Love, Loss, and Travel - Making Hard Decisions
In September 2015, just after returning from Finland and Russia, we learned my husband's grandmother, Susie, had terminal lung cancer. It already spread to other areas. She planned to treat it as much as possible, but we all knew it wasn't a curable cancer.
Over the years, we grew close with Susie, especially after we moved closer to the hubby's grandparents following college. Susie's husband, John, passed away in June 2015 after battling Parkinson's. To be frank, it really sucked to hear about Susie so soon after losing Grandpa John. We had 12-18 months with her and we don't regret the time we spent with her over the last year. She passed away in October 2016.
The real kicker about losing Susie was we just arrived in France after spending 10 days in Germany. No lie - it sucked. However, in the days leading up to our trip, several decisions were made which showed the true colors of our family and the importance of living life.
Love and Loss
Death tends to bring out the true colors in people. Some crumble, display selfishness, or retreat to let others deal with the hard stuff. Others step up to the plate, ensure everyone eats, sleeps, arrangements are made and carried out, and they stay strong for those who need them. I'm proud to say our family supported our decision to travel and supported each other. They also supported and respected our decision to stay on our trip and not return home for the memorial services. Someone in the family told us, "This is your time to live life. Not sit around and wait for those you love to die."
After soul-searching, long conversations, and a lot of cheeseburgers and candy (helloooo, stress eating!), we agreed to take the trip and see what transpired while abroad. Maybe nothing would happen. Maybe the worst would happen. There's no way to plan for death, but the earlier advice rang true. At this point, we were not simply taking a vacation, but we were living out Susie's wishes for us.
It's in these hard moments in life when you realize what matters: important people, love, support, and being true to oneself. We are so incredibly lucky to have a beautiful and wonderful immediate and extended family that embodies these values that matter to us as a couple. If you're reading this, know that we are grateful for you.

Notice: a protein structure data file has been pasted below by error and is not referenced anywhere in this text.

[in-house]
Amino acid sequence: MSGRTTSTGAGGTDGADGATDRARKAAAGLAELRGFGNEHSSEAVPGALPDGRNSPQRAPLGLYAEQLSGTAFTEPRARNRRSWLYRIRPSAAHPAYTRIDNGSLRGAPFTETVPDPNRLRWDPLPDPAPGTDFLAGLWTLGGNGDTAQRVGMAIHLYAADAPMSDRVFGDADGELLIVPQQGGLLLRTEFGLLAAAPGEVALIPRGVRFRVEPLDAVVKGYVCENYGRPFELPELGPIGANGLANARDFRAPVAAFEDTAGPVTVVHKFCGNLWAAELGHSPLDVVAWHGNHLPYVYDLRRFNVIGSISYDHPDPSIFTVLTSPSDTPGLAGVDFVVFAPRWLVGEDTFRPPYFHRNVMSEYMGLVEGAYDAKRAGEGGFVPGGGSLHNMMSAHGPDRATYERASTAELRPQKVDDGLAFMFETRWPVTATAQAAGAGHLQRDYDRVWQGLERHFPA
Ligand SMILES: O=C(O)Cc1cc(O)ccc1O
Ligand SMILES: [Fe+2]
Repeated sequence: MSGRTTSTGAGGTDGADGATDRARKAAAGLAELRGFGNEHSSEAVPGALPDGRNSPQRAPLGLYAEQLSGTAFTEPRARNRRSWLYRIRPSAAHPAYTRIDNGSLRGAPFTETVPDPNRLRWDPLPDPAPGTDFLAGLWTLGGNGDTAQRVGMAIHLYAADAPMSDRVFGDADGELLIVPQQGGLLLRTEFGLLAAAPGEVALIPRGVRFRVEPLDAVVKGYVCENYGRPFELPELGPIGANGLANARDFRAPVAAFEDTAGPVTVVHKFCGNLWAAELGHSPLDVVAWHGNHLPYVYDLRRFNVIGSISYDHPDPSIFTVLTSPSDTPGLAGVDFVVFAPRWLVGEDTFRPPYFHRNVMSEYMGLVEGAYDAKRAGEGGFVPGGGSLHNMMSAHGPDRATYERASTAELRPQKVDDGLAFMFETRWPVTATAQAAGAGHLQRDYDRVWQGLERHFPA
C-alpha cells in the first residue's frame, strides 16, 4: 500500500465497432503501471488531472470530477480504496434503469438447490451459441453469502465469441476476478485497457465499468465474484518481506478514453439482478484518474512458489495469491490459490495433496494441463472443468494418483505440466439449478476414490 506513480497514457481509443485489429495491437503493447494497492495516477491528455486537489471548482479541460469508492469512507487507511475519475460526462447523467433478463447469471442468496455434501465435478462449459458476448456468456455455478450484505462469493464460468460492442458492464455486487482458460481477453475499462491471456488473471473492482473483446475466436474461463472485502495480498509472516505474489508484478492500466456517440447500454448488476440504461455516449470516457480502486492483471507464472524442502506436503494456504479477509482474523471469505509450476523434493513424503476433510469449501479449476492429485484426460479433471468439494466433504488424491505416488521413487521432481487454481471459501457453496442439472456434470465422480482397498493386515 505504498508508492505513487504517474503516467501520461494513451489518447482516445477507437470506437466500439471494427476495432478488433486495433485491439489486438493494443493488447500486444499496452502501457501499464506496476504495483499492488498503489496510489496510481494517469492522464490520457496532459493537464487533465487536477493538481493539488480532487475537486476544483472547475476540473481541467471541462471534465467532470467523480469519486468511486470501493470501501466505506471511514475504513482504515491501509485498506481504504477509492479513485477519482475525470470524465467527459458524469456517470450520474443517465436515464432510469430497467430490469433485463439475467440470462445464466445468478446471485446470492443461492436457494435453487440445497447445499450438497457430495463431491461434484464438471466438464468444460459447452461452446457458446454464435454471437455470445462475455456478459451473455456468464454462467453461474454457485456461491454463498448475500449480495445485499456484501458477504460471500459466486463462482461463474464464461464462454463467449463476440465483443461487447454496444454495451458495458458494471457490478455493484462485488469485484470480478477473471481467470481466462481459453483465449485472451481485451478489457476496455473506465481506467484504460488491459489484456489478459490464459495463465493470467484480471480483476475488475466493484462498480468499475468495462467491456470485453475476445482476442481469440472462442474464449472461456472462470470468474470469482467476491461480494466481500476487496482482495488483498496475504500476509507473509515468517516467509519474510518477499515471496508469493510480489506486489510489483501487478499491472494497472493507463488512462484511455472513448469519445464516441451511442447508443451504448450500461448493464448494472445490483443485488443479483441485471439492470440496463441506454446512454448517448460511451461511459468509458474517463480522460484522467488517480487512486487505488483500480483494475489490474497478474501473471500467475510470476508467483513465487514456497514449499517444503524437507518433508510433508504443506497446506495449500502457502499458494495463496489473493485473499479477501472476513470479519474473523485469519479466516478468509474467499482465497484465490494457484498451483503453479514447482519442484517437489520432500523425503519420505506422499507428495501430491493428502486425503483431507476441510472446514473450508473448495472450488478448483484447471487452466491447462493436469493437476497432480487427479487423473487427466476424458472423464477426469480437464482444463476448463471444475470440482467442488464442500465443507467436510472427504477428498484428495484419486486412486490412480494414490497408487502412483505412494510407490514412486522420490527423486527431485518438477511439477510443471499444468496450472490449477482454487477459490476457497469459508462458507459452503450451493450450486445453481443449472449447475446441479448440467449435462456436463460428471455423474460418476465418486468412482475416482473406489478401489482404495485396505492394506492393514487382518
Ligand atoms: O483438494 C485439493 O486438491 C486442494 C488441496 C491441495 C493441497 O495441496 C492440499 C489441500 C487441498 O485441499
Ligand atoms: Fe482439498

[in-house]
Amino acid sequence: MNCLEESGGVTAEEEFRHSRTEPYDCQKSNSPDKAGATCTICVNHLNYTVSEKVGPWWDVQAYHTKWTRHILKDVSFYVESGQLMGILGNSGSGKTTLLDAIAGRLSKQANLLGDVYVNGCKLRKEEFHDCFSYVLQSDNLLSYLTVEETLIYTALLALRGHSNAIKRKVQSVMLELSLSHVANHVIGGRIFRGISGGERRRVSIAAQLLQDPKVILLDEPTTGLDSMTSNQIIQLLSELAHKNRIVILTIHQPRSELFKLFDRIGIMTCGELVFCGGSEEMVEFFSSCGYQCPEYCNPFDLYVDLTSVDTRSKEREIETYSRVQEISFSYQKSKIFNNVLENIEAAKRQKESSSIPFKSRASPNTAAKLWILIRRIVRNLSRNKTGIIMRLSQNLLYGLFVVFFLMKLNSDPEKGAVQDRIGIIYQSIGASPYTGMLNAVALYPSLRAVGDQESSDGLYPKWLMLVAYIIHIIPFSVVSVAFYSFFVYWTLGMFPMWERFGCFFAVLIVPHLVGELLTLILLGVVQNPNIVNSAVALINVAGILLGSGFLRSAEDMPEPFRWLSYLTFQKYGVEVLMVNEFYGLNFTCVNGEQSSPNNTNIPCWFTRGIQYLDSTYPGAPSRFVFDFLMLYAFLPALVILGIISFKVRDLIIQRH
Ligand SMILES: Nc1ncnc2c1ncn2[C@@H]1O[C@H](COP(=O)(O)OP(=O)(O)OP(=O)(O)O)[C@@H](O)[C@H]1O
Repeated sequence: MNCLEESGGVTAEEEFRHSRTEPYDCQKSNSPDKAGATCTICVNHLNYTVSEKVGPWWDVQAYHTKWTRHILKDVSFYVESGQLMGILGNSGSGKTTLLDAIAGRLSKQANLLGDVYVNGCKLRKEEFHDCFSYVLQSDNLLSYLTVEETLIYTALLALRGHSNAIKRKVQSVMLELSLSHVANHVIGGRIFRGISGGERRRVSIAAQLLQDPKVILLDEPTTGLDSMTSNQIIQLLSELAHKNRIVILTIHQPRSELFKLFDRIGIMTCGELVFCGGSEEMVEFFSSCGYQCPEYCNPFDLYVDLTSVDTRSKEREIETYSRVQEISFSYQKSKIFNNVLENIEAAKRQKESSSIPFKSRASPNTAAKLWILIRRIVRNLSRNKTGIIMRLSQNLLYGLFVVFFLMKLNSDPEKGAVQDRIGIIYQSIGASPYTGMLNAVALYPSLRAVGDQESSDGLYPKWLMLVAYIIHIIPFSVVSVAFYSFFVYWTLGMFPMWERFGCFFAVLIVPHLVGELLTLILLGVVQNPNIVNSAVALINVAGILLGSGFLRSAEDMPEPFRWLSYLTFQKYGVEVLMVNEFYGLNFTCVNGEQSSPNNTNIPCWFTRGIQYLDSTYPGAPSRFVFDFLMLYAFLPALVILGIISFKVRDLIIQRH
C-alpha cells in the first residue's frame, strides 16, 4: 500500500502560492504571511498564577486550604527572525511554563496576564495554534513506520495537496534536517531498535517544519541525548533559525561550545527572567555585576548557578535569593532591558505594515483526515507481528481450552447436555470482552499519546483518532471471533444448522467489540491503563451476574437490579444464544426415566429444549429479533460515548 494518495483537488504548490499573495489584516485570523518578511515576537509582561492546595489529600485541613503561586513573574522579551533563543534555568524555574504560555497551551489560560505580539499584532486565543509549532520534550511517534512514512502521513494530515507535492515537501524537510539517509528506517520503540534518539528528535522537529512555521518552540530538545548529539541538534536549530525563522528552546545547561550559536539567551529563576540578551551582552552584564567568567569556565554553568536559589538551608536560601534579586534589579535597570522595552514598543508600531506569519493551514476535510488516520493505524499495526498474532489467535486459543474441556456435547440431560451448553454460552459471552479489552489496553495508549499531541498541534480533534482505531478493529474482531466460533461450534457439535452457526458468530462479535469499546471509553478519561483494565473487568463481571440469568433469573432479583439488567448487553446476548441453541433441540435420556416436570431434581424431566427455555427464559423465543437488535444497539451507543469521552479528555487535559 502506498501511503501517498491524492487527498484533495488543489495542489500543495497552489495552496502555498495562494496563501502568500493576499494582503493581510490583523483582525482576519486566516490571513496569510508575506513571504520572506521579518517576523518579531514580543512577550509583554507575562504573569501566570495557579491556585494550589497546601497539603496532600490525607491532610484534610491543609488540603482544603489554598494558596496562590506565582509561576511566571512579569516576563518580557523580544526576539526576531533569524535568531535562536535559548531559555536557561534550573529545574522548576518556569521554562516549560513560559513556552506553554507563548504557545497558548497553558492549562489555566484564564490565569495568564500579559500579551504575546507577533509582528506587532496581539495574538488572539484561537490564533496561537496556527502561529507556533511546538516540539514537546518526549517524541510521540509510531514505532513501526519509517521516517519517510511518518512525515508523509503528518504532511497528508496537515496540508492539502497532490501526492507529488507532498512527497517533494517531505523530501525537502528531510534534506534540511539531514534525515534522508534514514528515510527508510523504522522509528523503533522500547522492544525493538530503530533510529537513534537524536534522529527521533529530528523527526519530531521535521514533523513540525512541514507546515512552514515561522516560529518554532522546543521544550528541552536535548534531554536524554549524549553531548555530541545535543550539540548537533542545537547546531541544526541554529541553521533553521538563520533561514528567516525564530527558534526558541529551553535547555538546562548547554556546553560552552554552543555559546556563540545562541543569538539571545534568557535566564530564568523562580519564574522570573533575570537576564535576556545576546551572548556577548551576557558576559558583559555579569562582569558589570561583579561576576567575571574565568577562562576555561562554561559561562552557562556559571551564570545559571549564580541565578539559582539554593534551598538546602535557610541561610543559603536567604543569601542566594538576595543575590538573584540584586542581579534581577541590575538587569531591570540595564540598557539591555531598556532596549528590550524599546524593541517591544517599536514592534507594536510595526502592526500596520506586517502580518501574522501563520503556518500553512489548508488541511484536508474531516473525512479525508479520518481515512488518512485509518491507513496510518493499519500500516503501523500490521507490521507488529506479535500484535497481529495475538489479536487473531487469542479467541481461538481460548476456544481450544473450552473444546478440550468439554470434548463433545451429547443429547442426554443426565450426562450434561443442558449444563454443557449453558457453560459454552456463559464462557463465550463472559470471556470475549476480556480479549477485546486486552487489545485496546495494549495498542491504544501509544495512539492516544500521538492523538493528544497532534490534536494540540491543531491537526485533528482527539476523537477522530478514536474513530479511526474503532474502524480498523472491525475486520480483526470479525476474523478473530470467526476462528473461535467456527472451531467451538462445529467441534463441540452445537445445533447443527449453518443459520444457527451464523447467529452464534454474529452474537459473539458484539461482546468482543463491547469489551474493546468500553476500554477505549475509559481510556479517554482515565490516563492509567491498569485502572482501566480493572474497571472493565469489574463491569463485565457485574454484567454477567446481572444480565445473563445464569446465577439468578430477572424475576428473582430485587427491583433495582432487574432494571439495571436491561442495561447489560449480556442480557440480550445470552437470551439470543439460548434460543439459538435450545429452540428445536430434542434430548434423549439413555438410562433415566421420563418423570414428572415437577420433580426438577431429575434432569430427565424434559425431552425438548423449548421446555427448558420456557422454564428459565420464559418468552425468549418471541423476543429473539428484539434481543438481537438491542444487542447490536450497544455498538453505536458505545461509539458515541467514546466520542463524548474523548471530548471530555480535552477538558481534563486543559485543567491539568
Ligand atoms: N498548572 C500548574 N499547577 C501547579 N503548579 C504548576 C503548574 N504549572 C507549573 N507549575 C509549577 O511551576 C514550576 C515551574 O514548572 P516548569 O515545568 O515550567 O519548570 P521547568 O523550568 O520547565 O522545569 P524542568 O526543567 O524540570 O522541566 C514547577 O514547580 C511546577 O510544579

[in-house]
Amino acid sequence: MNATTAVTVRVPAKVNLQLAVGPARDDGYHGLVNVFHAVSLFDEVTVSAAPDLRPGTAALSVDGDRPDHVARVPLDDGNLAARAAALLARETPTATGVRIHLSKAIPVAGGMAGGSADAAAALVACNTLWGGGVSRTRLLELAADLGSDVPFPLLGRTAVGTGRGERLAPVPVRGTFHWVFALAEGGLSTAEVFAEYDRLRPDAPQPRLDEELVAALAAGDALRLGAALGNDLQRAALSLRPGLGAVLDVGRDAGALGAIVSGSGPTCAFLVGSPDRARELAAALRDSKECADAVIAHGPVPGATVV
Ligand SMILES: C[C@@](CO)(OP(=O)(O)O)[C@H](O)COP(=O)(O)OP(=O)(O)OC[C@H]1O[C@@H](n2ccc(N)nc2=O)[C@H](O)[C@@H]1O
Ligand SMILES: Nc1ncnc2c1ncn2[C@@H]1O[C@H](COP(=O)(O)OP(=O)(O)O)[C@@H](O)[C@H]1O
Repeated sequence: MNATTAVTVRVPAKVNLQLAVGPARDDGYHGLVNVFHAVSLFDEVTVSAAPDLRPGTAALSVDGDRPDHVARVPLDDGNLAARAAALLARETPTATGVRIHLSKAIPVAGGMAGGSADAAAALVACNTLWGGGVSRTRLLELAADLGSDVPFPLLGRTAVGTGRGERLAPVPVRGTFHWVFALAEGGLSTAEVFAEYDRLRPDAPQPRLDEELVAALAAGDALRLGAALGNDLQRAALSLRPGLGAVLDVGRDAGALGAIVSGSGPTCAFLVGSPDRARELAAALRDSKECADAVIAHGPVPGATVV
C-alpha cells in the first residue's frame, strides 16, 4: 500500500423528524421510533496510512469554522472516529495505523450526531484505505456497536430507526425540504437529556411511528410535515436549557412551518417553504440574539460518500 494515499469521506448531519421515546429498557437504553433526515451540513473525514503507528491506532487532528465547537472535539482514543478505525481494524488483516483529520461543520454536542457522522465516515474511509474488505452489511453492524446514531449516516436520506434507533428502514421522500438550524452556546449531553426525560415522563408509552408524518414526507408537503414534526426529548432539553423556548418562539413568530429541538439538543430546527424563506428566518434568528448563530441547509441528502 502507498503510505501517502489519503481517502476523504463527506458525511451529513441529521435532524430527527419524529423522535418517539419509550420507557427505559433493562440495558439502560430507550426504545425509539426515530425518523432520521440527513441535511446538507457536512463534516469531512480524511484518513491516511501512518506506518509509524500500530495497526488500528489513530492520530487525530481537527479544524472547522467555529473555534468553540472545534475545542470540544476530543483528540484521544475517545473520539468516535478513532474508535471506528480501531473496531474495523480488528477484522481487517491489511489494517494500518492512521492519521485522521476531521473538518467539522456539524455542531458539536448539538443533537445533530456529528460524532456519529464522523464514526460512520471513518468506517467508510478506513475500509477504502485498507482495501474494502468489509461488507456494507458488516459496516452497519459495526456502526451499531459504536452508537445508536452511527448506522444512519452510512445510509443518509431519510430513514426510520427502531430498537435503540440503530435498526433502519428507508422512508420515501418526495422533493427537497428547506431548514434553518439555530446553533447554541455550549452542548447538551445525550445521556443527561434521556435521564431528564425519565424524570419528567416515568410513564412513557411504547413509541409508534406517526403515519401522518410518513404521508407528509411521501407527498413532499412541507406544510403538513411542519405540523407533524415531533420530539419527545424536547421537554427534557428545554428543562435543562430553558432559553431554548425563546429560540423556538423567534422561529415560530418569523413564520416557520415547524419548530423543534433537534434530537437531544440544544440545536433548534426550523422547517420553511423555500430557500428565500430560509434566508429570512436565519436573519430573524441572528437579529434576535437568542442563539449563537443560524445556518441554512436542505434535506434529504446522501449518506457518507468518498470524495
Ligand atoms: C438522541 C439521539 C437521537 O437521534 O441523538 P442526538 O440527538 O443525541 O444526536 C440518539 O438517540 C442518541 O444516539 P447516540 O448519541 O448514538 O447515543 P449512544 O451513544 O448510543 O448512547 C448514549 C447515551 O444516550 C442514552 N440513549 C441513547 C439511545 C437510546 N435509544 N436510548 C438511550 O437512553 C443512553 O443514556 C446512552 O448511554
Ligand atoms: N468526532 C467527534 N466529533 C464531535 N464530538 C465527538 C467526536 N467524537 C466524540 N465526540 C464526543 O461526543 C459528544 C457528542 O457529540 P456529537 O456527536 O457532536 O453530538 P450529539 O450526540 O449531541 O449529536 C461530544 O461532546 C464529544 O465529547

To Travel or Not to Travel
The plan going into the trip was to spend 10 days in Germany and then the in-laws would meet us in France. There, all 6 of us would get tipsy and eat duck, crepes, and cheese until we exploded. That was the plan, until about September 25, with Susie's health visibly and quickly declined. She could sense her time nearing and she started to call the grandkids to her home to make her goodbyes.
At that time, my hubby and Susie talked briefly, but deeply about our upcoming vacation. She insisted we take our trip and enjoy our life and vacation. She visited France and Germany many years earlier and looked forward to us seeing the same sights. Sadly, we never swapped stories, but we lit candles in remembrance at one of the world's most iconic cathedrals, Notre Dame de Paris.
Whether it's love of family or love of travel or the intersection where those meet, the love from our family helped us cope with Susie's death both abroad and after we returned.
We'll remember the many ways in which both Susie and John changed our lives, whether it was words of wisdom in tough times, an extra bit of cash in our pockets, or just a non-ramen meal during college. With 4 children and 7 grandchildren, Susie & John's memory will live on everyday. Their kindness, respect, tolerance, and love for all people and things truly demonstrate what it means to be a good person.
If any of us grow up to be half as good, honest, and pure as either Susie or John, the world will be a better place.